Outsourcing data center services is a big business decision, but you can change your mind. If the relationship with a chosen provider is no longer worthwhile, consider a change. Include an exit strategy in your outsourcing policy that details the steps and processes to restore an outsourced workload to the in-house data center, or move the workload to an alternative provider.

The main reason businesses will leave an outsource provider is repeated or unaddressed SLA violations -- usually in the form of excessive or unplanned service downtime. Although the provider is not liable for lost revenue or other damages caused by service outages, it's reasonable to expect them to mitigate downtime and address disruptions in a timely manner. If they can't seem to keep your workloads online, it's time to look elsewhere.

Another important problem is poor customer service. If support calls go unanswered, voice messages and email messages to the provider are not returned promptly (or at all), service changes are not implemented in a timely manner, billing problems are not resolved quickly, if the staff lacks knowledge, or there's high turnover or any other recurring problem, think about changing outsourcing providers.

Outsourcing providers are businesses, and as such might be acquired or acquire other businesses. Such acquisitions can be extremely disruptive, and assimilation problems manifest as service problems. The strain of merging two client lists can hurt responsiveness or cause rapid staff turnover. Service offerings might change, adding services you didn't need or discontinuing ones you relied on.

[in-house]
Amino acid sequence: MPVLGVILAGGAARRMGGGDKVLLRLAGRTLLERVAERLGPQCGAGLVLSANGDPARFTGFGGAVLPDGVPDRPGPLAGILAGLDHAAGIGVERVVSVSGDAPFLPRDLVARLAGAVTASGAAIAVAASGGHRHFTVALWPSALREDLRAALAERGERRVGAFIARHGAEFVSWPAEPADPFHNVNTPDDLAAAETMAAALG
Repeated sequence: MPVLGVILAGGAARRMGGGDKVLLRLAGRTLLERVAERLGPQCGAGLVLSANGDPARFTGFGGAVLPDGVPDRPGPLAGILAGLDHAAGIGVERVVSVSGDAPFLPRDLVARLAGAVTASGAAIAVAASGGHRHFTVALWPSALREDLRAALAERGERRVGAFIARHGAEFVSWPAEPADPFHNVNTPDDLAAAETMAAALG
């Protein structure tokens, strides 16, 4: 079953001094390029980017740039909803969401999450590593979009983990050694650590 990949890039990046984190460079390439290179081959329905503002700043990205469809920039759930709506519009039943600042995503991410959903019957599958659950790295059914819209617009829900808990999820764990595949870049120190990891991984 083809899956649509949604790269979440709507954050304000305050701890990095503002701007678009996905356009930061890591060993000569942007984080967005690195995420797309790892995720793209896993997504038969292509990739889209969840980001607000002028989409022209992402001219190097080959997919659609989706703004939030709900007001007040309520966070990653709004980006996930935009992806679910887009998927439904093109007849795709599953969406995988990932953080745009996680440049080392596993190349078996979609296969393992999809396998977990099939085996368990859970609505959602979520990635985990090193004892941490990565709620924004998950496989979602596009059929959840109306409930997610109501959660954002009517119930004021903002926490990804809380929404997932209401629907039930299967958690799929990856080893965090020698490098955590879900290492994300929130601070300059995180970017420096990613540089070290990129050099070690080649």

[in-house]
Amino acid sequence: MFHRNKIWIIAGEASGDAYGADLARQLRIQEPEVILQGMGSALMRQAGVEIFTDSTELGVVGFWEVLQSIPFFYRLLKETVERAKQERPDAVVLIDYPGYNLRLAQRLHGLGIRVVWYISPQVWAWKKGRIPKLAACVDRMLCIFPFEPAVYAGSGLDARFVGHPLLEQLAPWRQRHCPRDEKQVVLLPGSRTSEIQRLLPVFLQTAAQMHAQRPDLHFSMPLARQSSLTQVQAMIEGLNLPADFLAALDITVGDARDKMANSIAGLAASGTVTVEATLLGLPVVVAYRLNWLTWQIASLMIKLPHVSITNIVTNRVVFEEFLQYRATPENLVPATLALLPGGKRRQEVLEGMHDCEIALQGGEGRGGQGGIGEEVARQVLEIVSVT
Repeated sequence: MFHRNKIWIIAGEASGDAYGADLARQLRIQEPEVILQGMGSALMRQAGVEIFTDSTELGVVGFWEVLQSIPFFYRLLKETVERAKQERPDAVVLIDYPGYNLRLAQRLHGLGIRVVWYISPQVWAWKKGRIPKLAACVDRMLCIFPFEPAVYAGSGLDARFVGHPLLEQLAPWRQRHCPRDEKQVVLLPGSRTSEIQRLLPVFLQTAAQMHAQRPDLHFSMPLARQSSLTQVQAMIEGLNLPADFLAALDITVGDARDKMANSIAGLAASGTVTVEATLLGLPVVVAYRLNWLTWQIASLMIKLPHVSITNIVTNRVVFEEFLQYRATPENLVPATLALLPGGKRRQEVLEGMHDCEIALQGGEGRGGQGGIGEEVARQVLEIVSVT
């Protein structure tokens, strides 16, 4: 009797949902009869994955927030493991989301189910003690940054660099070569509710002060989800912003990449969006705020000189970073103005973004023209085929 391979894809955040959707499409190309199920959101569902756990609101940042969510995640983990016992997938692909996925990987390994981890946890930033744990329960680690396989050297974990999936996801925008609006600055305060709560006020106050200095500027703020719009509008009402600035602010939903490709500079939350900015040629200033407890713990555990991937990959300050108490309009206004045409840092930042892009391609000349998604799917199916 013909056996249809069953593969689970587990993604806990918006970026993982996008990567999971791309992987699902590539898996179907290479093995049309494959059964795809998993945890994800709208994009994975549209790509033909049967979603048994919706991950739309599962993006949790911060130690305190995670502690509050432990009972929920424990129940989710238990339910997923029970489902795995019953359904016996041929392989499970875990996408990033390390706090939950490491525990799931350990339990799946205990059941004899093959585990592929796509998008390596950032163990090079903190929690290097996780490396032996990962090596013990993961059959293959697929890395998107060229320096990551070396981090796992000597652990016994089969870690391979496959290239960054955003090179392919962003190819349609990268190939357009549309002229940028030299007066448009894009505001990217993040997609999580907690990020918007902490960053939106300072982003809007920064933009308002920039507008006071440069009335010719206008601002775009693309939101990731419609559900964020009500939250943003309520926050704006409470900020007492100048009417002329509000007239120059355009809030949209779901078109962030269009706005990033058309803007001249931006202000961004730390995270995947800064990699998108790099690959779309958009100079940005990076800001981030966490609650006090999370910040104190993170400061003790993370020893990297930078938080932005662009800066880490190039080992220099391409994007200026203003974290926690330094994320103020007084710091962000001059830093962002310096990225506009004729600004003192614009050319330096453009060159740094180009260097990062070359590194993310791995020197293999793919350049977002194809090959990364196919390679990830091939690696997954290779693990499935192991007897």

Even worse, providers are not immune to bankruptcies -- it is possible to find your workloads shut down unexpectedly. Watch out for red flags in the providers you choose to partner with: repeated downsizing or consecutive quarters of losses.

When outsourced data center services won't work

Outsource workloads on a case-by-case basis. First, understand the importance of the workload for the business and then determine compliance requirements. If your business cannot tolerate loss of access to a workload, or regulations are prohibitive, it's probably best to avoid outsourcing that particular workload -- at least until regulatory guidelines catch up with outsourcing technologies.

Consider the implications of provider problems and have a plan in place to recover workloads in-house or migrate them to other providers. Otherwise, avoid outsourcing the workload until business continuity can be established.

Adopt an IT outsourcing policy that's slow and systematic, as you would with any emerging data center technology. Outsource a few non-essential workloads, prove that the model is feasible for your business, then outsource additional workloads over time. This will reap the technical and financial benefits to the enterprise of outsourcing data center services while protecting against the limitations and vulnerabilities involved with third-party services.

This was first published in November 2013